• The back of your eye is lined with a layer known as the retina. The retina operates in a similar way to the film inside a traditional (non-digital) camera. The part of the retina (known as the macula) takes care of your sharp vision. Your retina’s nerve cells change light rays into electrical impulses and then sends them to the brain though the optic nerve.

  • The colour of an opaque object is the same as the colour of the light that reflected by it. Opaque object doesn’t pass the light through. It absorbs part of incident light and reflects the other part.

  • The eye lens is composed of a fibrous, jelly-like material. Its curvature can modified to some extent by the ciliary muscles. The change in the curvature of the eye lens can thus change its focal length. When the Muscles are relaxed, the lens becomes thin. Thus its focal length increases. This enables us to see distant objects clearly. When you are looking at objects closer to the eye, the ciliary muscles contract. This increases the curvature of the eye lens. The eye lens then becomes thicker. Consequently, the focal length of the eye lens increases. This enables us to see nearby objects clearly.

  • Head Mirror is mostly used by doctors for the examination of ear, nose and throat. It comprises a circular concave mirror, with a small hole in the middle and is attached to a head-band.

  • Myopia or nearsightedness is a refractive error which means that the eye does not band or refract light properly to a single focus to see the image clearly. In Myopia, close objects look clear but distant objects appear blurred. It is corrected by using a concave lens.

  • A convex les is thicker in the middle and thinner at the edges. Rays of light that pass through the lens are brought closer together. A convex lens is also called a converging lens. A convex lens is also used in reading glasses & it also used to remove the defect of farsightedness.

  • A concave lens is used to remove the defect of Myopia.

  • The minimum height of plane mirror to enable a person to see full image is ½ of his height. According to the principle of reflection, the angle of incidence is equal to angle of refraction. When the ray of light travels from bottom to top a person and reaches his eyes then he is able to see the clear image.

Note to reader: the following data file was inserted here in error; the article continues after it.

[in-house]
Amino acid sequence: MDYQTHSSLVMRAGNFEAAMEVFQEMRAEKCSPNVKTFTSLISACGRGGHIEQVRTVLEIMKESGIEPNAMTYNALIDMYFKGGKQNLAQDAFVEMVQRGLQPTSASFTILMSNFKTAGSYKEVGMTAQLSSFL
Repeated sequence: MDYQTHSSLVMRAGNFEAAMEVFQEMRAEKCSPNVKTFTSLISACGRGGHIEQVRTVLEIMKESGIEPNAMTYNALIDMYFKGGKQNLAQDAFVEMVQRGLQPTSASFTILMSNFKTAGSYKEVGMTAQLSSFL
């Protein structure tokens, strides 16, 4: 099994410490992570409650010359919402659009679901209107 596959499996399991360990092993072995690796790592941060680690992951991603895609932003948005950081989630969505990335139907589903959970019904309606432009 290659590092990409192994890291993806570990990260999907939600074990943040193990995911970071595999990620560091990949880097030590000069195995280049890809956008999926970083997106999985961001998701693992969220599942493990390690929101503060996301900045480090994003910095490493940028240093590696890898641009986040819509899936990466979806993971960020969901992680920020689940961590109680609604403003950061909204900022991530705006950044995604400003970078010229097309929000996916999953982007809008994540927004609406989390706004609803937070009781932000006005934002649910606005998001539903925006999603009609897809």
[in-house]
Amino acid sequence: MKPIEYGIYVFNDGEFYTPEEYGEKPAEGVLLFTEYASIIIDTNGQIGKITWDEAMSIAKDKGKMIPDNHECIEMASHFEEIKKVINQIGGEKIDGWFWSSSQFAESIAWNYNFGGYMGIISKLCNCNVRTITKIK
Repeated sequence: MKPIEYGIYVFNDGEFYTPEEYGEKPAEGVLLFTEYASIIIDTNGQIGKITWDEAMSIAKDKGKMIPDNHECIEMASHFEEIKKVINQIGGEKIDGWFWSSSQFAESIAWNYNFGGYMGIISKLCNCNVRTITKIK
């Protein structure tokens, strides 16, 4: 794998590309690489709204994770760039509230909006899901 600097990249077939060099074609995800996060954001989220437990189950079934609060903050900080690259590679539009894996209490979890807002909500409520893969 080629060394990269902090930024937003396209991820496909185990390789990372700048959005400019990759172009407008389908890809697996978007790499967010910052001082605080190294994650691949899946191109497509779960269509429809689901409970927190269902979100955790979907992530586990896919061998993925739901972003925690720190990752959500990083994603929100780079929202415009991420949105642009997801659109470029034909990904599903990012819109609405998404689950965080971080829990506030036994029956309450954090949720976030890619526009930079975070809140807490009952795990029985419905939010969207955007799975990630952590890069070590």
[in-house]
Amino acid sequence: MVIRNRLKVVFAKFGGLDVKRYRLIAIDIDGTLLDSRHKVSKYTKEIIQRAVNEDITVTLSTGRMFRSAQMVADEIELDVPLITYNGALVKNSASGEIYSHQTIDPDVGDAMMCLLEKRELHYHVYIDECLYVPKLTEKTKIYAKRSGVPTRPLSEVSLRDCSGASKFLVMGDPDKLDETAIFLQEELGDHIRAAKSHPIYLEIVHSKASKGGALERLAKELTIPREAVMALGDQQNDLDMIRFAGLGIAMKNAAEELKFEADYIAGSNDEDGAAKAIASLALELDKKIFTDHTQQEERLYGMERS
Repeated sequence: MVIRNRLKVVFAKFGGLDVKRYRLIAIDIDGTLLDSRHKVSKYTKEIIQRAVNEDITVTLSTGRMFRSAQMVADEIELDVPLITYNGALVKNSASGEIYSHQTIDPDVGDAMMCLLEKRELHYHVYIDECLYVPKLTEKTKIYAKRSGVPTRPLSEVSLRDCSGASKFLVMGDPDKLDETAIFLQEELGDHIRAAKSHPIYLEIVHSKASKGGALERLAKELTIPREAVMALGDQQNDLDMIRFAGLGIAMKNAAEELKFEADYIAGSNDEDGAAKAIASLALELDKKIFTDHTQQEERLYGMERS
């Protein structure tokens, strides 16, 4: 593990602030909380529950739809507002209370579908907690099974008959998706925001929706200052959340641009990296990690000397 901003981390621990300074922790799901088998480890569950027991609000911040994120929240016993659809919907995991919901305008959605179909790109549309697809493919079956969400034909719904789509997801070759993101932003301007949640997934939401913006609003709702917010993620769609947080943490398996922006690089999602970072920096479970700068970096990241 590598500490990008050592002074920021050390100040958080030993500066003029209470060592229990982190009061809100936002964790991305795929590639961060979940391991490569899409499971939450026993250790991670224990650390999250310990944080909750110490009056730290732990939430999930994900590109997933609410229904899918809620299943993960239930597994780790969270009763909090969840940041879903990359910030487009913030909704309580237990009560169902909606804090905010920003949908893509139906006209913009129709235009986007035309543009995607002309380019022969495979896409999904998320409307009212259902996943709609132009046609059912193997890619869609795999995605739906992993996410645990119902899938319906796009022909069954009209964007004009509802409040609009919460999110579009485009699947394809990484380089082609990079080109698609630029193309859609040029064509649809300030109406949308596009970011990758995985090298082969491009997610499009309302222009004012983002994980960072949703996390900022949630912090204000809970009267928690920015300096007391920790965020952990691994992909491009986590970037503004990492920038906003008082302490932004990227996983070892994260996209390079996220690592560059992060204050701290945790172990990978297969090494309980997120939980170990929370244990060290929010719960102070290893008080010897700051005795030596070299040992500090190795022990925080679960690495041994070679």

• Farsightedness (hyperopia) as it is medically termed is a vision condition in which distant object are usually seen clearly, but close one do not come into proper focus. To remove this vision problem one should use a convex lens.




  • Steam at 1000 C causes more severe burns than the water at the same temperature because steam provides more heat. The boiling point of water is 100 degree C. At this temperature, the water will begin to change from the liquid state to the gas state. For this change to take place, additional energy is required. In fact, every gram of liquid water requires 540 calories of heat energy to convert it to steam. This is called the heat of vaporization or talent heat of steam. So while they both would exist at the same temperature, the steam would have a lot more heat energy due to the addition of 540 calories per gram of heat energy that has been absorbed. This is why steam burns are worse than water burns.

  • The normal core body temperature of a healthy, resting adult human being is stated to be at 98.6 degrees Fahrenheit or 37.0 degrees Celsius. Though the body temperature measured on an individual can vary, a healthy body can maintain a fairly consisted body temperature that is around the mark of 37.0 degree Celsius. If we convert 37 degree Celsius to Kelvin, it equal to 310 Kelvin.

  • The formula to convert Fahrenheit (F0) to Celsius (C0) is –

0 C = (0 F-32)´ 5/9

  • Ethylene glycol is an organic molecule most widely used as antifreeze in automobile engines and as an industrial solvent. When is it mixed with water, the freezing point of the mixture is depressed, specifically a mixture of 60% ethylene glycol and 40% water freezes at – 450 That is why water is not frozen in the engine of cold countries.

  • Absolute zero is the lowest possible temperature at which point the atoms of a substance transmit no thermal energy. They are completely at rest. It is 0 degrees on the Kelvin scale, which translate to -273.15 degrees on the Kelvin scale, which translate to -273.15 degree Celsius.

  • There are lots of reasons for using alcohol than mercury as thermometric liquids. Some alcohol has a very low freezing point of about – 1120 C and therefore is suitable to record very low temperature.

  • Convection is a mode of heat transfer by actual motion of matter. It is possible only in fluids and gases. Convection can be natural and forced.

  • Elements such as cast iron, ice, antimony, bismuth and brass when melts, their volume decreases. These type of solids floats in their own melted fluid.

  • Thermostat is a device which automatically regulates temperature or provides a signal used by another device to regulate temperature.



  • Refrigerator temperatures do not destroy pathogenic or spoilage microorganisms. The lower temperature slows the growth of microorganisms already in the food. Some bacteria grow most rapidly in the range of temperature between 40 and 1400, the “Danger Zone”. Thus it is necessary to make sure that the refrigerator is maintaining the recommended temperature of 35 to 40 degree F or below. According to international standards, the recommended temperature of the refrigerator is 360 F to 380 F (1.70 C to 3.30 C).

  • If the door of a refrigerator kept open in a room, the temperature will start to rise inside the refrigerator. The thermostat will kick in and try to cool it back down. This means the motor is running which means heat is being added to the room resulting warmer room.